Meeker's Trends report: mobile ads have major room to grow

Steven Loeb · June 1, 2016 · Short URL:

Advertisers are still not putting their dollars into mobile, perhaps because of 400M adblockers

Every year, KPCB partner Mary Meeker releases her Internet Trends report, with insights that capture the trends in Internet and mobile. It has become an important document for looking at how the Internet is evolving, and what to expect in the coming years.

The latest report was put out on Wednesday and there is some really interesting stuff to break out, including a section on Internet advertising, which saw year-to-year growth of 20 percent in 2015, from $50 billion to $60 billion. That is the first time since 2011 that the space has seen significant growth.

That growth being attributed to mobile, which saw an increase of 66 percent from 2014. While desktop still makes up the majority of advertising revenue, it only grew 5 percent in the same timeframe.

When we think of online advertising revenue, it probably comes down to Facebook versus Google, but there is no contest between them, at least right now, as Google has more triple the amount of ad revenue that Facebook has in the U.S., with roughly $30 million, compared to less than $10 million for Facebook. 

Facebook has a few things on its side, though. First, it's growing very fast, over 59 percent year-to-year, versus only 18 percent growth for Google.

There's also the fact that Facebook is already the leader in global display ad revenue, according to eMarketer, with $17.8 billion in 2015, a nearly 50 percent increase year to year. It's next closest competitor was Google, with $9.07 billion.

The company is expected to grow another 31 percent in 2016, to $22.37 billion in display ad revenue, more than double Google's $10.23 billion.

Google, however, remains the leader in search revenue, with $44 billion globally in 2015. No other company even comes close; the next highest is Baidu, with $7 billion. So the takeaway has to be, first, search revenue is a lot more lucrative than display advertising and, second, Facebook has a long way to go before it will be able to overtake Google on the advertising front.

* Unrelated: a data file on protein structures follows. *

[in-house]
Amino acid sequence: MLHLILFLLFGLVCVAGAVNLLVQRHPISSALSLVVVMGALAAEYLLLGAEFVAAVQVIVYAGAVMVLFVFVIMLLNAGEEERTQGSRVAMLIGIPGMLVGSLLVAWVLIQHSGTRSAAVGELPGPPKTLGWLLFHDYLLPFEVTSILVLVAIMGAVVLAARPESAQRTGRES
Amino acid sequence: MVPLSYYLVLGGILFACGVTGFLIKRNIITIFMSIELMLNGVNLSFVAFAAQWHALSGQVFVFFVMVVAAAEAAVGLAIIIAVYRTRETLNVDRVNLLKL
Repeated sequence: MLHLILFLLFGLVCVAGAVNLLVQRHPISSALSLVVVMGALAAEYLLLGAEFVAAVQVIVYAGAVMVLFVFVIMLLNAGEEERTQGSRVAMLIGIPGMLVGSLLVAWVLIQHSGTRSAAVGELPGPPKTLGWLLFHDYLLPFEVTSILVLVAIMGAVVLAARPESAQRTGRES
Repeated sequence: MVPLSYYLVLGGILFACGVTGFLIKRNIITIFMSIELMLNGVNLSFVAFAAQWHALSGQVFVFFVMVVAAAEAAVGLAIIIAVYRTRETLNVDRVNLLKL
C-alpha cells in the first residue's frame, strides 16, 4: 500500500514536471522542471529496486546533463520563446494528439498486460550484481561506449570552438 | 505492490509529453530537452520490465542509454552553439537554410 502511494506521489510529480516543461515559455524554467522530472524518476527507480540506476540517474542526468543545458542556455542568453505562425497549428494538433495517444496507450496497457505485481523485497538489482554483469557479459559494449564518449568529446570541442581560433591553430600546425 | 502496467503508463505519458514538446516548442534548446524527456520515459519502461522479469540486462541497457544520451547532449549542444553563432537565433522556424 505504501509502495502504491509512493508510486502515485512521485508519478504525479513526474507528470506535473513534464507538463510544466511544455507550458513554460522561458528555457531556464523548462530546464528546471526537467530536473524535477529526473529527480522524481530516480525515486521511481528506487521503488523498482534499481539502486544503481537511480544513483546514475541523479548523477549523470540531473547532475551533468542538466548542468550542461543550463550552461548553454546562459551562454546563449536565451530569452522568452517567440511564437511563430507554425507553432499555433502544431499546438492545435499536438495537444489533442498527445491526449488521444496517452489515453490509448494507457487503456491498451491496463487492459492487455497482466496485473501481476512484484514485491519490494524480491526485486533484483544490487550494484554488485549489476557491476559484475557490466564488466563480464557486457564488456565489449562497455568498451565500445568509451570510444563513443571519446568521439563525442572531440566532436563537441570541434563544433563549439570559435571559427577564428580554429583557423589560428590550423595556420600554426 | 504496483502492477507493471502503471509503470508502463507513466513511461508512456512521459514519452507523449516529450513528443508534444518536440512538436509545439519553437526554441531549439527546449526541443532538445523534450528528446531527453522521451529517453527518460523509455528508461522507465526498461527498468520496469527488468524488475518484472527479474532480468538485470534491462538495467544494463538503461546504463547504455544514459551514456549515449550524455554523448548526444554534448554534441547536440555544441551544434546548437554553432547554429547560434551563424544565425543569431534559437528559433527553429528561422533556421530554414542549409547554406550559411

There are still a couple of things standing in the way of Internet advertising revenue reaching its true potential.

First, advertisers are still spending their dollars on old media, the kind that sees a lot less time spent by users. That includes both print and television, both of which have a larger percentage of ad spend than time spent.

The complete opposite is true on mobile, where users spend a quarter of their time, yet only 12 percent of the ad dollars are spent there. 

The reason for that, though, may be us, and our tendency to adblock, especially on mobile. While the number of adblock users on desktop reached 220 million in 2015, the number is nearly double on mobile, reaching 420 million users.

It's an especially big problem in Asian countries, including China, India and Indonesia. 

So, until advertisers can find a way to either make better ads, or figure out how to stop users from blocking them, mobile advertising won't be able to break out the way it should.

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